There is an air of pessimism. According to analyst surveys, earnings last quarter are expected to drop 2.4 per cent, and we may see more losses reported than profits for the first time in four years.
But some have found reasons to be sanguine: US unemployment fell below the stubborn 8 per cent barrier in September, and July and August readings were revised significantly. On the back of that, the Dow Jones Industrial Average index and S&P 500 both approached highs not seen since 2007, and are up around 25 per cent in the last 12 months. However, this rally may be short-lived.
Investors are nervous about industry bellwether Alcoa, which reports after today’s closing bell. The leading producer of aluminium has a lot of exposure to China, where the slowdown has reduced demand for industrial metals. Shares have shed 8 per cent over the last 12 months, and there may be further downside.
The price of aluminium has been steadily declining over the last two years and this will inevitably hit the company’s earnings. Stephen Briggs of BNP Paribas feels that the growth outlook is “quite painful, and they’ll struggle to make money”.
Yum! Brands, the owner of Pizza Hut and KFC, is the world’s largest chain of restaurants with over 38,000 restaurants in 120 countries, and it also reports today. Like Alcoa, it has plenty of exposure to China, where it earns half of its revenues.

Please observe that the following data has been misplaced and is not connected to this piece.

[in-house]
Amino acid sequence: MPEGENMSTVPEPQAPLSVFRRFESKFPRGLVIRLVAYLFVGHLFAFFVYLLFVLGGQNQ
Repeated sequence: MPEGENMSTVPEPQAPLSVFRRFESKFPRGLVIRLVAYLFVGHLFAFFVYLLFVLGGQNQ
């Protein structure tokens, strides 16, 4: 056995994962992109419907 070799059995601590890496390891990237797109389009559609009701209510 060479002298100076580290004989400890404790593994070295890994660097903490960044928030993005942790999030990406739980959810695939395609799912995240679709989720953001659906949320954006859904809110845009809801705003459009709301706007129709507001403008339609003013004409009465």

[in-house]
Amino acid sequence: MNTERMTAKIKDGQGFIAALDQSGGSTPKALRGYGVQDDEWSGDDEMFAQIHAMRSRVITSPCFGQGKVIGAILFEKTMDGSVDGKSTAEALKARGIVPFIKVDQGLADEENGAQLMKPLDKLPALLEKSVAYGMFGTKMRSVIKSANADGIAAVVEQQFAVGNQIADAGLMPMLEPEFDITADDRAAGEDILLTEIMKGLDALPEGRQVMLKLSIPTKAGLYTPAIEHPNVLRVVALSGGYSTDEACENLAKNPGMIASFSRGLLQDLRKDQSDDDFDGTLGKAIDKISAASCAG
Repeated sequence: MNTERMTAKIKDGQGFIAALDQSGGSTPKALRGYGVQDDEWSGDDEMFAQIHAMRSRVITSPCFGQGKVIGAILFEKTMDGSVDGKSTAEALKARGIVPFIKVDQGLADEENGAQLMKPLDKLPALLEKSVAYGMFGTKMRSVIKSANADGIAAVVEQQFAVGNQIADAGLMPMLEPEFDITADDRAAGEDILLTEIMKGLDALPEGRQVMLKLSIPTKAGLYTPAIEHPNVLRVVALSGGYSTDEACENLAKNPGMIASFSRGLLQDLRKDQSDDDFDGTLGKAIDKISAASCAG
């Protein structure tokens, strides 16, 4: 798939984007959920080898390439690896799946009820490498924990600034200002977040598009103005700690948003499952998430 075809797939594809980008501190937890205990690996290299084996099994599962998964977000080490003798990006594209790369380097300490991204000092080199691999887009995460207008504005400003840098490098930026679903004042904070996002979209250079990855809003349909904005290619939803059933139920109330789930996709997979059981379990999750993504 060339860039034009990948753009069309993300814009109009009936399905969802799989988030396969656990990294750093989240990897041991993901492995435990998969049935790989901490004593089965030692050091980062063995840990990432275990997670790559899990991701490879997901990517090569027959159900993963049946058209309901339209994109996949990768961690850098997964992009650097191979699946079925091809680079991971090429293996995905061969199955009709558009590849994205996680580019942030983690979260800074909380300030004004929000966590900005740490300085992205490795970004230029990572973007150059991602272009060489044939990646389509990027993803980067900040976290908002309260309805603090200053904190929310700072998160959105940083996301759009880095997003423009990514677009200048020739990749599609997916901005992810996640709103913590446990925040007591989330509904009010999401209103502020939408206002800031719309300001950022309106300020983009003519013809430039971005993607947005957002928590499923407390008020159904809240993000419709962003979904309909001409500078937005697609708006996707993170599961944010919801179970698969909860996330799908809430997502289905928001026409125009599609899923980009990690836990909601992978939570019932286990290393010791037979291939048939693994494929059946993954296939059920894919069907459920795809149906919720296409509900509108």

Yum has bucked the trend and grown phenomenally since the start of the crisis. Shares have doubled since the beginning of the 2009 as the company positioned itself more towards emerging markets. This year alone, shares have risen by 30 per cent, although they are off highs seen in April. The company is expected to post a profit, so any dips in the share price may represent a good entry point for traders.
BET ON THE BANKER
Banks are expected to be a bright spot during this earnings season, and analysts predict a 5.5 per cent growth in earnings, according to FactSet. Two banking titans will report on Friday.
Wells Fargo provides one-third of all new mortgages in the US and has seen strong mortgage refinancing recently. Richard Straite of Atlantic Equities says it is “a relatively safe play” for those betting that US housing has bottomed out.
There is more uncertainty around JP Morgan: a lawsuit brought by the New York attorney general over alleged mortgage security fraud by Bear Stearns (now owned by JP Morgan), and potential fines for Libor manipulation bring legal and regulatory risk. But Straite thinks that “overall, they are pretty safe, and can deal with these issues”. Traders will want guidance regarding share buybacks, which were suspended in the wake of the London Whale trading scandal, which resulted in losses of $2bn (£1.25bn). A resumption of that programme may boost shares.
Banks may be a bright spot, but generally it looks like a season of gloom for US equities. By the quarter end, we might also see just how reliant American muscle is on Chinese steroids.